Arizona Diamondbacks starting pitcher Daniel Hudson did just about everything he could to ensure he would finally win his tenth game of the season. Not only did he pitch a complete game allowing just five hits but Hudson also hit his first major league home run and drove in three runs to pace the home team to a 4-1 win.
And while all of the drama that went along with a pitching duel would make for compelling journalism that’s not the subject of this column. Instead I want to talk about the activities that occurred off the playing field.
Whenever the Los Angeles Dodgers come to Chase Field you can also count on several things happening. Typically a Dodgers series will mean a larger than average crowd in the stands. Many of the extra fans in attendance will undoubtedly be dressed in Dodger blue. Despite the fact that LA is struggling this season on the field and in the front office, their fans remain loyal and support their team.
The other given that will occur at least once during every Dodgers series is that there will be some sort of disturbance in the stands that will result in a fight or a call to security to break up groups of fans who are a little too passionate about their favorite teams.
Most of these cases are simply an escalation of emotions during a game that ends up with fans shouting at each other and possibly some pushing or shoving. Granted there are a few of these encounters that go beyond minor interaction like when the two pregnant went at each other last season with Team Shop mini bats resulting in a split skull and several stitches.
Please don’t misinterpret my comments. I am not suggesting that these confrontations are the fault of the Dodger fans. These arguments are generally bi-directional with both team’s fans shouldering the blame.
These episodes have become so common that you can generally see how things are going to play out innings before the actual fight occurs. Tonight was a prime example of just such a battle brewing.
Before the game began four fans dressed in Los Angeles Dodgers apparel sat just a few seats down from us. These were four young men who obviously cared deeply for their team and held some disdain for any team playing against the Dodgers.
During player introductions the four Dodger fans began booing the Diamondbacks players. At first people around them looked over and smiled graciously letting them get their emotions out in the open.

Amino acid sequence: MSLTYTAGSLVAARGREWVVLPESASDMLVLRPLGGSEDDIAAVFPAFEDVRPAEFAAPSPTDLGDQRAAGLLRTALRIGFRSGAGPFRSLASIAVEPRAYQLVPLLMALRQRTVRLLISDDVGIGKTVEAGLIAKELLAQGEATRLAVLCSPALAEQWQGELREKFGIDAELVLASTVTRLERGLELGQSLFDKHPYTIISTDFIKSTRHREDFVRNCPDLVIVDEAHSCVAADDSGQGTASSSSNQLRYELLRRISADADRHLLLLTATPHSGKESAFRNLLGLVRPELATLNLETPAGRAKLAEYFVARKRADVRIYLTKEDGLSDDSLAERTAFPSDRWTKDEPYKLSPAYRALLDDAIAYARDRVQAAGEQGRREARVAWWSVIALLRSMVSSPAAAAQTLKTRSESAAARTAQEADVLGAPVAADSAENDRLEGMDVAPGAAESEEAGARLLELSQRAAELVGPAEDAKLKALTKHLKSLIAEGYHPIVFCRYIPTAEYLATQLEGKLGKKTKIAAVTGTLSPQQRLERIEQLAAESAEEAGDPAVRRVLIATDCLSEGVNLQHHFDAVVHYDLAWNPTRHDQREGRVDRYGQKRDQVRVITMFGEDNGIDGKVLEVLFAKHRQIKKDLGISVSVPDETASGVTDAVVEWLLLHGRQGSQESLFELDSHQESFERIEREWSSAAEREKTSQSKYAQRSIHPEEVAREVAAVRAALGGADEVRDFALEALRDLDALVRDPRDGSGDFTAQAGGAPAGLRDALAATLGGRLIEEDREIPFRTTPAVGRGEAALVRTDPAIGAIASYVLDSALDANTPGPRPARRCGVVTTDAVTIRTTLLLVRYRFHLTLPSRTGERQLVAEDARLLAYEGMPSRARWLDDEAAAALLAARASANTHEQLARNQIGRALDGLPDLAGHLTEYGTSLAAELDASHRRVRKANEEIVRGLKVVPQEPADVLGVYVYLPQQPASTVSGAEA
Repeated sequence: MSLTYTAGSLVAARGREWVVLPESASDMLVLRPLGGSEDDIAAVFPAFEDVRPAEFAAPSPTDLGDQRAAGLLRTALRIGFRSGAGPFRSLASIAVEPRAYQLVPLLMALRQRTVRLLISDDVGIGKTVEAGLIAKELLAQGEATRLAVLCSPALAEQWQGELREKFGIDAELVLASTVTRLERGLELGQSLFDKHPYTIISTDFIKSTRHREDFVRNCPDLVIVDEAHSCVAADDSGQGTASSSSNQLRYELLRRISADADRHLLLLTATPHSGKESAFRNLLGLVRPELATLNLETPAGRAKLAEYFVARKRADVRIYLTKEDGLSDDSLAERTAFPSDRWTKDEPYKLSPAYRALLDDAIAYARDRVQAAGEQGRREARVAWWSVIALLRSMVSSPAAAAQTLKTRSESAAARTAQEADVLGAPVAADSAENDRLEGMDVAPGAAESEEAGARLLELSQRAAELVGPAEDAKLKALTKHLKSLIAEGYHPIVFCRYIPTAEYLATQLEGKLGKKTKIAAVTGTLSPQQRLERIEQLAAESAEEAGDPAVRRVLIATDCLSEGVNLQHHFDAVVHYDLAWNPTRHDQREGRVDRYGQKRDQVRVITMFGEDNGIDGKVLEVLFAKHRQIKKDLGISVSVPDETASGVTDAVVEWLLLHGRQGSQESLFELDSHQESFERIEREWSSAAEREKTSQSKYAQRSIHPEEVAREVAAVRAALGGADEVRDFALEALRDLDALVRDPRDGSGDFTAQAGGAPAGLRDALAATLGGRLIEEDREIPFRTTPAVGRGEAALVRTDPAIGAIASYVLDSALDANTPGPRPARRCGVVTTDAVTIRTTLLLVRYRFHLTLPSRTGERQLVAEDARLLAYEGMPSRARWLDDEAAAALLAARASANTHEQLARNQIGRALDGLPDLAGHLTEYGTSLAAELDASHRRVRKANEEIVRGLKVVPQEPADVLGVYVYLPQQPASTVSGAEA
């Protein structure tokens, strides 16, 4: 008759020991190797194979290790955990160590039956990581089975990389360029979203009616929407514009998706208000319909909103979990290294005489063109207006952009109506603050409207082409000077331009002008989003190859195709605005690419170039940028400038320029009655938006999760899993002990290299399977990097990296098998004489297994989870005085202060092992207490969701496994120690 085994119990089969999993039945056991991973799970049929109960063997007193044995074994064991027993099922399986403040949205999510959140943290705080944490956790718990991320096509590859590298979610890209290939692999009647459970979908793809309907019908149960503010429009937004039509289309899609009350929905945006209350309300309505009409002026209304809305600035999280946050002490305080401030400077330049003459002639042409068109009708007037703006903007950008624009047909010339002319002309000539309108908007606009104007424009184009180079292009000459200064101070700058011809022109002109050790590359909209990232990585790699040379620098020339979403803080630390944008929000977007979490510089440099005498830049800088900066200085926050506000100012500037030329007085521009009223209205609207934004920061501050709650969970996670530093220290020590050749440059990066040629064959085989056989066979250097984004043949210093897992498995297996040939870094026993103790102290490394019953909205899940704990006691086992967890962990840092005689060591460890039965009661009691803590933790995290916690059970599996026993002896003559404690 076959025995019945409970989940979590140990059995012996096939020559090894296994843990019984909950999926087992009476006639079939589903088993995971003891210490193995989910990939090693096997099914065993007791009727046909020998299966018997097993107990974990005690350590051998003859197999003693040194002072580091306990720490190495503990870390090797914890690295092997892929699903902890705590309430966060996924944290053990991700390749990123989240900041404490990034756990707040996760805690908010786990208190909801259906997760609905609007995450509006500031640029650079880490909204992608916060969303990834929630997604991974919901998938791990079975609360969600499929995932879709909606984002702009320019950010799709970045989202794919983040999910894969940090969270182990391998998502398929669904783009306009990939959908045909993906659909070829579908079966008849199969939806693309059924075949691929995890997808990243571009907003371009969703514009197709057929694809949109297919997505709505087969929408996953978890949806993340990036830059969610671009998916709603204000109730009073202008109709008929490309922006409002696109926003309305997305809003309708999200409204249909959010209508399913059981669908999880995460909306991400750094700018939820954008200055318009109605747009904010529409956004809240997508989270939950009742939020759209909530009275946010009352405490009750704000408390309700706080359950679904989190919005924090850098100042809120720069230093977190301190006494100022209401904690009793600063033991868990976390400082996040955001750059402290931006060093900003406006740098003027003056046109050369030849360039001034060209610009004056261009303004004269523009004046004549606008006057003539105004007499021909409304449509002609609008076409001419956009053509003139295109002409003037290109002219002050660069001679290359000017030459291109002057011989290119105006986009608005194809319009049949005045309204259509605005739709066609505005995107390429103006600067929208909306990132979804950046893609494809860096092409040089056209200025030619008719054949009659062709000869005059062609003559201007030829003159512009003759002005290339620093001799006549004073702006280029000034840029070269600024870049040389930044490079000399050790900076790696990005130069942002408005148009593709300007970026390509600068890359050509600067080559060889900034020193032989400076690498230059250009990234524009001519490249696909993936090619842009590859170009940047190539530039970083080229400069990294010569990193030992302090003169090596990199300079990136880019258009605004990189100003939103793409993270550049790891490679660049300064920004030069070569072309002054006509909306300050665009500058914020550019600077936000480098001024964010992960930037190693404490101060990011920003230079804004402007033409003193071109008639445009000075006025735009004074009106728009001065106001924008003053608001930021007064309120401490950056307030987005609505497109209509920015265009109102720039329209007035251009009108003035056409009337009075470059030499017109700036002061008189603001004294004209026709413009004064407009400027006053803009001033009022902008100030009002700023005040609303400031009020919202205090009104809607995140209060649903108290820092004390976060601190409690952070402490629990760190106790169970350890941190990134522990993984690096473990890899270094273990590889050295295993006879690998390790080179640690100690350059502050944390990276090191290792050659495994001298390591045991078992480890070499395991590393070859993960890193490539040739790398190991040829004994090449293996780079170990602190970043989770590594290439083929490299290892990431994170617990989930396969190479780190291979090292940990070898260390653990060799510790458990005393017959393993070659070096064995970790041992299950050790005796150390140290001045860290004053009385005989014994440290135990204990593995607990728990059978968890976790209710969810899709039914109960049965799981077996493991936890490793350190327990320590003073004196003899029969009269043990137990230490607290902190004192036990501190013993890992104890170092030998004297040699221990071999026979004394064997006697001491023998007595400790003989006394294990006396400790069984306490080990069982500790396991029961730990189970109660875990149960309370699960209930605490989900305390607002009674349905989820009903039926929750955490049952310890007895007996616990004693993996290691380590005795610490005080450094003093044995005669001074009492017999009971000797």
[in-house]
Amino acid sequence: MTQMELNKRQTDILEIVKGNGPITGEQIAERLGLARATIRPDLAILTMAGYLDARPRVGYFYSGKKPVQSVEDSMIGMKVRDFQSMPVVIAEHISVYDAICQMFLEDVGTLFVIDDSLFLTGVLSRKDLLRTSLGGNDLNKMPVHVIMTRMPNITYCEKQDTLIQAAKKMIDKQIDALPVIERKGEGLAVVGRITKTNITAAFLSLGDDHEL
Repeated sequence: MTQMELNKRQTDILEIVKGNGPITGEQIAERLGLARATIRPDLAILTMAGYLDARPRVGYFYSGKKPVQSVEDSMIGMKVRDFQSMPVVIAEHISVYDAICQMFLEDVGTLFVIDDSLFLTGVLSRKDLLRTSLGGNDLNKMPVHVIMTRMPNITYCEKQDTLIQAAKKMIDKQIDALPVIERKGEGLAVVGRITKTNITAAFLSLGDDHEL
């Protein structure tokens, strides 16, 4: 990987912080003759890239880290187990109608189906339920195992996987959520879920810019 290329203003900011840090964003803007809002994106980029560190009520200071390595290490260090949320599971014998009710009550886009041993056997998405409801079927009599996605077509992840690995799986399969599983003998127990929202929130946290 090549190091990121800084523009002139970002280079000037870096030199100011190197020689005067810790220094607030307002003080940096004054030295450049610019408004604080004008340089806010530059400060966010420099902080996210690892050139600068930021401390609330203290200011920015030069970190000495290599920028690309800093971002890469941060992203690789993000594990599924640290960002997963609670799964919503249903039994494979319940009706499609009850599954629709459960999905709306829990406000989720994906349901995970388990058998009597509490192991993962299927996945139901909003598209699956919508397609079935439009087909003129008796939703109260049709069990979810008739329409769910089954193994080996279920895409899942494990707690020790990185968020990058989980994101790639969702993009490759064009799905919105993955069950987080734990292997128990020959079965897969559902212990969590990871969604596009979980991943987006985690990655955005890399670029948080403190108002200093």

Once the game started the four fans would make sure everyone around them knew how much they loved the Dodgers and how much they hated the Diamondbacks. When a play went the Dodgers way they were on their feet cheering loudly and when things went Arizona’s way they let everyone know how unfair it was.
Fans just cheering against the home team will likely be tolerated but when they begin getting in your face and challenging you and your allegiance to your team is normally when things start to go south.
There appears to be a fine line between vocally cheering for your team and becoming confrontational. In the case of tonight’s game the four Dodger fans crossed that line when they would stand and walk over to Diamondbacks fans and wave Dodger shirts in front of their faces. This was of course met by Arizona fans waving Diamondbacks shirts back at the LA fans and increasing the verbal barbs.
Normally at this point someone will either notify guest relations or sending a text message to security. Ushers will attempt to come down and diffuse the situation asking both parties to calm down. If that does not occur the next step will be for security to come down and escort the parties to the top of the section to attempt to get the whole story. Barring that, sheriff’s deputies will be called to forcefully remove the fans from the stands.
In all cases both guest relations and security act very professionally and handle the situation as best they can without belittling either side. Of course the parties involved in the disagreement feel victimized and will make a production out of being asked to leave their seats. The march to the top of the section resembles something out of a professional wrestling pre-match rumble.
So as the four Dodger fans made their way to the top of the section amid a chorus of boos by Diamondbacks fans, you did have to applaud the Diamondbacks for taking these types of disturbances seriously. It’s better to have four slightly inebriated unhappy fans led out of the stands by security than reading about a fan clinging to life after being brutally beaten for rooting for the wrong team.